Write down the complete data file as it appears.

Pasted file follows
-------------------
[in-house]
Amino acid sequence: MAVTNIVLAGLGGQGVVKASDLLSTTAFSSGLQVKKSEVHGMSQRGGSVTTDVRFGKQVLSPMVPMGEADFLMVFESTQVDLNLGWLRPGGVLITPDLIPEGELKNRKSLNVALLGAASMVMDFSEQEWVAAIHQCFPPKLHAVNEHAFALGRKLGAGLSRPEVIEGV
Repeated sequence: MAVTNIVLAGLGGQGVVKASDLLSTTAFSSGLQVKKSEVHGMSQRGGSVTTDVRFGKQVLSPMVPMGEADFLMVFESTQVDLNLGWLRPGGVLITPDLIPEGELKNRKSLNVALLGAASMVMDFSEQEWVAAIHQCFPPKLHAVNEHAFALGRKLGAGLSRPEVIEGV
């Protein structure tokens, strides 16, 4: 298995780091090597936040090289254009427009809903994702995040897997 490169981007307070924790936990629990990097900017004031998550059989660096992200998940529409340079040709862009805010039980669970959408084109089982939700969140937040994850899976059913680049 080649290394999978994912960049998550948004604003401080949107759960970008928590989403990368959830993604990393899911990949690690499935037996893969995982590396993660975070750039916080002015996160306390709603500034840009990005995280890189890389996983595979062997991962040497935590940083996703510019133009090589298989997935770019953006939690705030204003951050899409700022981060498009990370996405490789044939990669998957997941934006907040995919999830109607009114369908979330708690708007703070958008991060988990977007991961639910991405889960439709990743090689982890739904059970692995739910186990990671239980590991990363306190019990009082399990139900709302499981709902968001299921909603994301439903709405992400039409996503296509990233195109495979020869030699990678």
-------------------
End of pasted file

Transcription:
[in-house]
Amino acid sequence: MAVTNIVLAGLGGQGVVKASDLLSTTAFSSGLQVKKSEVHGMSQRGGSVTTDVRFGKQVLSPMVPMGEADFLMVFESTQVDLNLGWLRPGGVLITPDLIPEGELKNRKSLNVALLGAASMVMDFSEQEWVAAIHQCFPPKLHAVNEHAFALGRKLGAGLSRPEVIEGV
Repeated sequence: MAVTNIVLAGLGGQGVVKASDLLSTTAFSSGLQVKKSEVHGMSQRGGSVTTDVRFGKQVLSPMVPMGEADFLMVFESTQVDLNLGWLRPGGVLITPDLIPEGELKNRKSLNVALLGAASMVMDFSEQEWVAAIHQCFPPKLHAVNEHAFALGRKLGAGLSRPEVIEGV
């Protein structure tokens, strides 16, 4: 298995780091090597936040090289254009427009809903994702995040897997 490169981007307070924790936990629990990097900017004031998550059989660096992200998940529409340079040709862009805010039980669970959408084109089982939700969140937040994850899976059913680049 080649290394999978994912960049998550948004604003401080949107759960970008928590989403990368959830993604990393899911990949690690499935037996893969995982590396993660975070750039916080002015996160306390709603500034840009990005995280890189890389996983595979062997991962040497935590940083996703510019133009090589298989997935770019953006939690705030204003951050899409700022981060498009990370996405490789044939990669998957997941934006907040995919999830109607009114369908979330708690708007703070958008991060988990977007991961639910991405889960439709990743090689982890739904059970692995739910186990990671239980590991990363306190019990009082399990139900709302499981709902968001299921909603994301439903709405992400039409996503296509990233195109495979020869030699990678």